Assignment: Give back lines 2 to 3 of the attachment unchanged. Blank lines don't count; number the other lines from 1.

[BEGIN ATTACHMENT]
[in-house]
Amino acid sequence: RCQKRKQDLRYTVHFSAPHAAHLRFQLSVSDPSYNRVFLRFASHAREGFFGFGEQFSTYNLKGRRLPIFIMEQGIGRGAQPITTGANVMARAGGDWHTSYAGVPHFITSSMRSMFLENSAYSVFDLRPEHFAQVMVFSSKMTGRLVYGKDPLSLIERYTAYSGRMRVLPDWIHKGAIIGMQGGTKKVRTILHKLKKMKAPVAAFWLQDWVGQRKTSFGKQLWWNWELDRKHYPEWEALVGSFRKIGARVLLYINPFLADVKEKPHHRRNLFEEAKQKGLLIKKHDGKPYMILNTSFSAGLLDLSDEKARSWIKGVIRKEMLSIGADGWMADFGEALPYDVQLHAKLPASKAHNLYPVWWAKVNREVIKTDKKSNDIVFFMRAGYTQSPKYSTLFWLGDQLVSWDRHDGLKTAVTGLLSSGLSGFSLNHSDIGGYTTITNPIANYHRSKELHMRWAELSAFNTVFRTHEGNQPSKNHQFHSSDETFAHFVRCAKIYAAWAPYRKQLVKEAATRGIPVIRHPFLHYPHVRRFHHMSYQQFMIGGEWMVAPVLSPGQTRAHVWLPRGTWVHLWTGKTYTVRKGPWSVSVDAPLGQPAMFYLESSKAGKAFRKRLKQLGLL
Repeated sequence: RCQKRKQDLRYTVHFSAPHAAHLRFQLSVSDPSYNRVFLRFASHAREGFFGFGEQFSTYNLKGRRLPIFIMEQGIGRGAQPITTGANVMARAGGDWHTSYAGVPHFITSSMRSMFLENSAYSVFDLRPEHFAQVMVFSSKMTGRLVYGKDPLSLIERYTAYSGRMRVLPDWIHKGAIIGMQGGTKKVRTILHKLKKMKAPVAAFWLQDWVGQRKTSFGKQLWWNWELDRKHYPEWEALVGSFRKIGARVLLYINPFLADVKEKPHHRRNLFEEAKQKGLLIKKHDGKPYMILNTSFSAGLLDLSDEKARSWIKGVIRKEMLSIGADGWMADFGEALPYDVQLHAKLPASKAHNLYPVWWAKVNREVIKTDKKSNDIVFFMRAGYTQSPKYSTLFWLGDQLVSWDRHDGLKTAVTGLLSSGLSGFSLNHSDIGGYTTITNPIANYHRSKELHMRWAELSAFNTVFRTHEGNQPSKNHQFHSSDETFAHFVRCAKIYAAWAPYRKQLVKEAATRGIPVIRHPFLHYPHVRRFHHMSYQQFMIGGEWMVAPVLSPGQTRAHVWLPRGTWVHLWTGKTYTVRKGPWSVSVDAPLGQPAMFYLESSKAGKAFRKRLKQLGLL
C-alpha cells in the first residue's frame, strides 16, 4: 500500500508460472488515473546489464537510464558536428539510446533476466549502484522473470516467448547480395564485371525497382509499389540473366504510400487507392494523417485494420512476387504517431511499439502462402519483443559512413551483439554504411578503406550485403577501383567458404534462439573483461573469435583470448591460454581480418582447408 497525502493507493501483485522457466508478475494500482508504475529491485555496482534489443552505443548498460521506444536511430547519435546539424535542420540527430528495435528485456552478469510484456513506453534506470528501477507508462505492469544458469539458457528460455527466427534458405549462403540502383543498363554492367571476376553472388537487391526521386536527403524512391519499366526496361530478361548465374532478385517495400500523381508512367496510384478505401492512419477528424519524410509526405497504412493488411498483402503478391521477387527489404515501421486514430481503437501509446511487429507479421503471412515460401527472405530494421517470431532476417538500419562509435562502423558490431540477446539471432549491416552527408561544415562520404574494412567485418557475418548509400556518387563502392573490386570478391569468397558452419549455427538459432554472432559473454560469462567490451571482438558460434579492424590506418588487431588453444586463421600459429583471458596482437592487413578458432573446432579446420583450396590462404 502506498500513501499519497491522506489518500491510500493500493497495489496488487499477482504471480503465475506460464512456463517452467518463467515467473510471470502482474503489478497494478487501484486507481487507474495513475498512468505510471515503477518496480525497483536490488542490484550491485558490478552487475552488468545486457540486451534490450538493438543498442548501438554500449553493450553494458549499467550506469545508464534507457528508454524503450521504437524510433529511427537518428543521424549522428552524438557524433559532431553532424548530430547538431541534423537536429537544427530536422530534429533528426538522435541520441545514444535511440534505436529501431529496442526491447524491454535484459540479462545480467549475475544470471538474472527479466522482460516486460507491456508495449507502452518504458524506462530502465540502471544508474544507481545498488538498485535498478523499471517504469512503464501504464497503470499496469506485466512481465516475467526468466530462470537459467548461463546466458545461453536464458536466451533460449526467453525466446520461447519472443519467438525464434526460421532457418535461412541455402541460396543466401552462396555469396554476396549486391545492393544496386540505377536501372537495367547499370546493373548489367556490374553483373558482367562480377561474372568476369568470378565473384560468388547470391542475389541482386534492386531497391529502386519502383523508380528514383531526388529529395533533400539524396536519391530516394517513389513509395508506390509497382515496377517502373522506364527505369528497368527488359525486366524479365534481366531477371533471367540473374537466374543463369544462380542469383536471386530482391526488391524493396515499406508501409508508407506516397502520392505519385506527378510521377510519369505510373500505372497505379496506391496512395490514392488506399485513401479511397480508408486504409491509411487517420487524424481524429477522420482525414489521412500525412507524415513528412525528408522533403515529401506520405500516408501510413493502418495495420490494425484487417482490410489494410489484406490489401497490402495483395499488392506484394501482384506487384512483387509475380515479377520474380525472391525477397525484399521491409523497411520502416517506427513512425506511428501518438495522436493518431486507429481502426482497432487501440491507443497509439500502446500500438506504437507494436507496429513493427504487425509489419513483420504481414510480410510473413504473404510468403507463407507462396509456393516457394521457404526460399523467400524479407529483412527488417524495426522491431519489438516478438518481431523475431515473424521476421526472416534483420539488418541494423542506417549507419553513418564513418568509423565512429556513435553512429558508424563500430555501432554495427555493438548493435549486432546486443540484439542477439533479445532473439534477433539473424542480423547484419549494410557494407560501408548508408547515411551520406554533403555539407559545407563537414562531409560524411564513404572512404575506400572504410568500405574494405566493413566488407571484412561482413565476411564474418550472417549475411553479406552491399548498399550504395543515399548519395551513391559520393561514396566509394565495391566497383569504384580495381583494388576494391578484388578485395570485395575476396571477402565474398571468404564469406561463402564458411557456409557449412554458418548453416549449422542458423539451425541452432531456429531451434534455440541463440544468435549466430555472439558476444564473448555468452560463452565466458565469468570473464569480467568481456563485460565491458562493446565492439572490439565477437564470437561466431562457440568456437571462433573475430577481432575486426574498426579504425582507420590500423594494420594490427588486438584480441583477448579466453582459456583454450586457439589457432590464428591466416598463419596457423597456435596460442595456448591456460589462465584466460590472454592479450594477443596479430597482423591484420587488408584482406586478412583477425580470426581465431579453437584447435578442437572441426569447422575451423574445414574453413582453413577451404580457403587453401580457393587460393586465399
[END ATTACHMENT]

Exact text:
Amino acid sequence: RCQKRKQDLRYTVHFSAPHAAHLRFQLSVSDPSYNRVFLRFASHAREGFFGFGEQFSTYNLKGRRLPIFIMEQGIGRGAQPITTGANVMARAGGDWHTSYAGVPHFITSSMRSMFLENSAYSVFDLRPEHFAQVMVFSSKMTGRLVYGKDPLSLIERYTAYSGRMRVLPDWIHKGAIIGMQGGTKKVRTILHKLKKMKAPVAAFWLQDWVGQRKTSFGKQLWWNWELDRKHYPEWEALVGSFRKIGARVLLYINPFLADVKEKPHHRRNLFEEAKQKGLLIKKHDGKPYMILNTSFSAGLLDLSDEKARSWIKGVIRKEMLSIGADGWMADFGEALPYDVQLHAKLPASKAHNLYPVWWAKVNREVIKTDKKSNDIVFFMRAGYTQSPKYSTLFWLGDQLVSWDRHDGLKTAVTGLLSSGLSGFSLNHSDIGGYTTITNPIANYHRSKELHMRWAELSAFNTVFRTHEGNQPSKNHQFHSSDETFAHFVRCAKIYAAWAPYRKQLVKEAATRGIPVIRHPFLHYPHVRRFHHMSYQQFMIGGEWMVAPVLSPGQTRAHVWLPRGTWVHLWTGKTYTVRKGPWSVSVDAPLGQPAMFYLESSKAGKAFRKRLKQLGLL
Repeated sequence: RCQKRKQDLRYTVHFSAPHAAHLRFQLSVSDPSYNRVFLRFASHAREGFFGFGEQFSTYNLKGRRLPIFIMEQGIGRGAQPITTGANVMARAGGDWHTSYAGVPHFITSSMRSMFLENSAYSVFDLRPEHFAQVMVFSSKMTGRLVYGKDPLSLIERYTAYSGRMRVLPDWIHKGAIIGMQGGTKKVRTILHKLKKMKAPVAAFWLQDWVGQRKTSFGKQLWWNWELDRKHYPEWEALVGSFRKIGARVLLYINPFLADVKEKPHHRRNLFEEAKQKGLLIKKHDGKPYMILNTSFSAGLLDLSDEKARSWIKGVIRKEMLSIGADGWMADFGEALPYDVQLHAKLPASKAHNLYPVWWAKVNREVIKTDKKSNDIVFFMRAGYTQSPKYSTLFWLGDQLVSWDRHDGLKTAVTGLLSSGLSGFSLNHSDIGGYTTITNPIANYHRSKELHMRWAELSAFNTVFRTHEGNQPSKNHQFHSSDETFAHFVRCAKIYAAWAPYRKQLVKEAATRGIPVIRHPFLHYPHVRRFHHMSYQQFMIGGEWMVAPVLSPGQTRAHVWLPRGTWVHLWTGKTYTVRKGPWSVSVDAPLGQPAMFYLESSKAGKAFRKRLKQLGLL